KOCHI: Young architects Abrar Ali and Ujwal J M landed their first project, when they were in the third year of their college. The youngsters started off with a residential project which comprised a partially constructed, nine-year-old structure in Mannanthala. The duo reiterated on doing a complete overhaul of the layout.
The end result left the owners in awe. A 3,400-sqft six-bedroom house in tropical contemporary style, designed specifically to ensure ample airflow and natural light, stood oozing grandeur and elegance.
“The focus was on efficient spatial utilisation, good ventilation and natural lighting while also ensuring an aesthetic design.
When we first spoke about changing the entire layout, the owners were a little anxious. But gradually they gained confidence seeing how the spatial quality was enhanced,” says Abrar. The duo remodelled the backyard into a party-cum-dining area. “Backyards are considered useless spots by many. We saw immense possibilities. A verandah and garden area was created. One of residents play Veena, so we set up an idyllic spot there, replete with plants et al,” chips in Ujwal. The project was completed in 2015, when they were in their fourth year of college.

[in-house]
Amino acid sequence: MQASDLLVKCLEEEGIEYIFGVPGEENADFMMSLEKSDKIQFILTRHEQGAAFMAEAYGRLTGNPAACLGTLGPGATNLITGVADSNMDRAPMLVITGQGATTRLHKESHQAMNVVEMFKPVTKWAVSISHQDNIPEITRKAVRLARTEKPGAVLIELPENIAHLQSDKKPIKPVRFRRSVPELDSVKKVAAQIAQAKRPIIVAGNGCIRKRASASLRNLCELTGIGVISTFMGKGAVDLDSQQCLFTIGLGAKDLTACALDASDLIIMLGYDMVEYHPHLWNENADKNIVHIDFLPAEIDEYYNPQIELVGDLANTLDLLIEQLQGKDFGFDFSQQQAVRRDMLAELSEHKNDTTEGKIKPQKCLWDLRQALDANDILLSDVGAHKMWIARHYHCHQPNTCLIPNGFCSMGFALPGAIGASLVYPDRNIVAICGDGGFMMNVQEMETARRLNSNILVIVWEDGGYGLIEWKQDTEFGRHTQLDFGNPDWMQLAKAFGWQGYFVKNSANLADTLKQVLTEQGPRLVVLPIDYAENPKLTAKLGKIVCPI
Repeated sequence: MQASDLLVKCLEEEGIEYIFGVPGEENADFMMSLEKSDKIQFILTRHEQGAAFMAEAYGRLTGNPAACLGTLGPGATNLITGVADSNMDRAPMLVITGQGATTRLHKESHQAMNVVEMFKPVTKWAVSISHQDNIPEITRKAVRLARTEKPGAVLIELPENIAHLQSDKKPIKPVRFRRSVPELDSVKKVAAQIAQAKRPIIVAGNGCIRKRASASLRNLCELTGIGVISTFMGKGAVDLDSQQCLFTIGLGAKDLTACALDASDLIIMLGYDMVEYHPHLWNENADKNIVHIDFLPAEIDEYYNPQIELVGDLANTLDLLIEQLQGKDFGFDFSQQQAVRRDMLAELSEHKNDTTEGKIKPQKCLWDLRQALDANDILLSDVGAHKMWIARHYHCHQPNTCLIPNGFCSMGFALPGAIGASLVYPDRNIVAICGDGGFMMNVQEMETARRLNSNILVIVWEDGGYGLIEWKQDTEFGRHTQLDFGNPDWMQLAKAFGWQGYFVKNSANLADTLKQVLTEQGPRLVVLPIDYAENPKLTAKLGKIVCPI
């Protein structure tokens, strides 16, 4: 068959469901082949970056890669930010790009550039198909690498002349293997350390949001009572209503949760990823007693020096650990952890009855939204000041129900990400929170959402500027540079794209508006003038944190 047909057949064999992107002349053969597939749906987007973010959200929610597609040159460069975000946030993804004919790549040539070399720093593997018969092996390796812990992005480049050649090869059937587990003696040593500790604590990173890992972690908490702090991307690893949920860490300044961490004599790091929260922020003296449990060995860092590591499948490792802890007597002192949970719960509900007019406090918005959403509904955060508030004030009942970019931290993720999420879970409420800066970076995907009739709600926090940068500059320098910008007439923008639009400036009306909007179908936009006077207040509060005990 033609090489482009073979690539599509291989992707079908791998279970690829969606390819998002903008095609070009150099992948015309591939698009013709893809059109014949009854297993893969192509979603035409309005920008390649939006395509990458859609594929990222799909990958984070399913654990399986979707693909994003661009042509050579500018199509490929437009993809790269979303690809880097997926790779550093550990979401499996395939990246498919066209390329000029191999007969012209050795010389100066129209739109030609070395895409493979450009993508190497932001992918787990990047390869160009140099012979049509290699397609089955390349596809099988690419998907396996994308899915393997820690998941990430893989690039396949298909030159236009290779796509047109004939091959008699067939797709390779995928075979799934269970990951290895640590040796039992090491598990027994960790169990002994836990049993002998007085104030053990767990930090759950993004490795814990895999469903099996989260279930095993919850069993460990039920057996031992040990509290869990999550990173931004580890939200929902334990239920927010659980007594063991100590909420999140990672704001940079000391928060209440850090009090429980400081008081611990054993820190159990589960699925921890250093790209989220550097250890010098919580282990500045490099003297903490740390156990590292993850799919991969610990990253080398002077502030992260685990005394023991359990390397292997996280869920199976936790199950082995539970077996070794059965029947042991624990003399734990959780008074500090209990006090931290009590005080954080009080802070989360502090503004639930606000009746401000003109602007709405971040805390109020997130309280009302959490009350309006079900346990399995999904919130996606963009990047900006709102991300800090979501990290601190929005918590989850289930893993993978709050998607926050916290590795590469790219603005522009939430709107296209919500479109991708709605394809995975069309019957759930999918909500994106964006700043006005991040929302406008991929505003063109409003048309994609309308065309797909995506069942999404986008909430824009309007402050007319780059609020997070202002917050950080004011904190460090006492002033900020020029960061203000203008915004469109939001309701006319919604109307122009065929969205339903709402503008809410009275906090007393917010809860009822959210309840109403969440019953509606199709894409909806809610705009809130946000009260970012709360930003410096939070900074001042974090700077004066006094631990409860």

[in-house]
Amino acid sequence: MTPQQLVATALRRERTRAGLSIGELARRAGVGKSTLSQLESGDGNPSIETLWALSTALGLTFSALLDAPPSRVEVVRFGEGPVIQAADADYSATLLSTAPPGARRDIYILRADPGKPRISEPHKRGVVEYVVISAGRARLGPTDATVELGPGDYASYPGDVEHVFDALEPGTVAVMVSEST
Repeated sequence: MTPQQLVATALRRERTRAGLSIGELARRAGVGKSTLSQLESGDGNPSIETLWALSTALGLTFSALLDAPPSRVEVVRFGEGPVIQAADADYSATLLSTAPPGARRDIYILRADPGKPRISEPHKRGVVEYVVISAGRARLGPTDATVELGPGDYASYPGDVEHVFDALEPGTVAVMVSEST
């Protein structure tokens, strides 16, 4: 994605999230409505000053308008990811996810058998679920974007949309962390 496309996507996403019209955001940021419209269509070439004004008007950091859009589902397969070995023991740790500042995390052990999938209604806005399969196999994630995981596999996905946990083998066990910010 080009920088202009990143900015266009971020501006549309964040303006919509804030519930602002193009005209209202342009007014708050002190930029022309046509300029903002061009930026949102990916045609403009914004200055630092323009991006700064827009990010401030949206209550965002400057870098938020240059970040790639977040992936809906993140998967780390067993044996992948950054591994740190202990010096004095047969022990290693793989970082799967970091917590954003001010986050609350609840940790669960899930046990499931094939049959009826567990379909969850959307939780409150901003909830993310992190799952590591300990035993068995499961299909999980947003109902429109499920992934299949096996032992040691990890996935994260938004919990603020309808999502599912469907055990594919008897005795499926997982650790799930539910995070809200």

Christened UrbanAnts, Abrar and Ujwal’s architect firm operates out of Vazhuthacaud. “Ants figure among creatures that have evolved with the urbanisation, adapting their dwelling space according to changing times. That is precisely what we do too. Hence the name,” says Ujwal. “The space you interact with defines you and affects your psych realm too. We focus on creating nourishing spaces,” says Ujwal.
The architects are keen on changing people’s perception about design. According to them, adherence to green concepts is mandatory. “It is something all architects should follow, including focusing on reducing the carbon footprint. Elements used for construction should not have an adverse impact on the environment,” says Abrar. That is precisely why the focus was given to upcycling when they refurbished the interior of an ice-cream joint. “We used jute sacks for wall treatment; old, ornamental gate as design elements and roofing sheet for front facade. With upcycled items, we are trying to give a new dimension,” says Abrar.
They spend good amount of time with the clients before finalising the design. “Once the design is perfectly carried out, the execution is much easier and saves a lot of time and money,”says Ujwal.“It is all a repetition of the contemporary style crafted in the 1930s. What people identify with contemporary includes a few design elements such as use of white paint, pergola, concrete boxes and such. It is this notion we are breaking,” adds Ujwal.